Former Goldman Sachs bankers, one of the most iconic financial institutions in the world, have allegedly been involved in the embezzlement of billions of dollars from a Malaysian state fund. The money was funneled out of accounts using shell companies, and then spent to finance luxury items, bribes, and even a Hollywood movie, The Wolf of Wall Street.
Former Goldman Sachs Bankers Involved in Scandal
Former Goldman bankers were allegedly involved in an embezzlement scandal that has deep ramifications for both the Malaysian economy and Hollywood. This is the culmination of a long and tough investigation, yielding a guilty plea from Tim Leissner, formerly of Goldman Sachs, who reportedly took part in bribes and money laundering schemes.
Misappropriated money supposedly came from a Malaysian fund called 1Malaysia Development Berhad, creating scandal so big even the prime minister of the country had to resign following allegations he directed more than $700 million from the fund to personal accounts. Reports show bribes from bankers were key to raise money for the fund, supposedly earning Goldman close to $600 million.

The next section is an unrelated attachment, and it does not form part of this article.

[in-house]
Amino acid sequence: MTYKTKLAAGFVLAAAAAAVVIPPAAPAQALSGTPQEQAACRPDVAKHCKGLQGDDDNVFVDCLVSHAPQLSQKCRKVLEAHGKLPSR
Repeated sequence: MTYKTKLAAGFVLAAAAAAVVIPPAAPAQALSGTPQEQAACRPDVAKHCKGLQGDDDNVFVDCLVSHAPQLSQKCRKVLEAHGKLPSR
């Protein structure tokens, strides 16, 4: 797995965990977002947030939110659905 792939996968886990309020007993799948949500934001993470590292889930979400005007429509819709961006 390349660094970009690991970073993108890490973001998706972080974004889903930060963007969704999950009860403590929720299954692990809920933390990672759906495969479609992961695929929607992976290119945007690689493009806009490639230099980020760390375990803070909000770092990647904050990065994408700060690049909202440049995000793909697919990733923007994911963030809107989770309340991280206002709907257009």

At least some of the money was redirected in the form of gifts to actor Leonardo DiCaprio. Malaysian financier Jho Low assisted with production of The Wolf of Wall Street through the company Red Granite Pictures. Some of the gifts were returned by DiCaprio, one of them being Marlon Brando’s Oscar. Low was also accused of embezzlement and bribery, and has since absconded.
According to court documents, Goldman’s Leissner and Jho Low worked hand in hand to gain financing from bond issuers through elaborated bribes. Low would tell Leissner how to act and who to bribe, and Leissner would follow instructions, according to reports.
Goldman Sachs Lacks Internal Controls
While it is still unclear how many former Goldman bankers were aware of the schemes, investigations continue. One analyst blamed a lack of internal controls at Goldman with regard to ethics.
The Wall Street Journal claims another employee, Andrea Vella, helped Leissner to jump through the hoops of what amounted to Goldman internal controls, at least aware Leissner used bribes. No formal charges as of this writing have been brought against Vella, who has been place on leave.
Furthermore, the Financial Times affirmed more than 30 executives reviewed the processes of these debt deals, including former Goldman Sachs president and current CEO David Solomon.
“There were two sovereign wealth funds . . . everybody had a look at this,” said one banker who reviewed the deal. “You’re not going to find out what happened . . . because there wasn’t an appropriate level of oversight.”
The funds embezzled were supposedly raised to help the Malaysian people deal with development issues. The Malaysian government is considering ways to recover money from Goldman Sachs and others associated.
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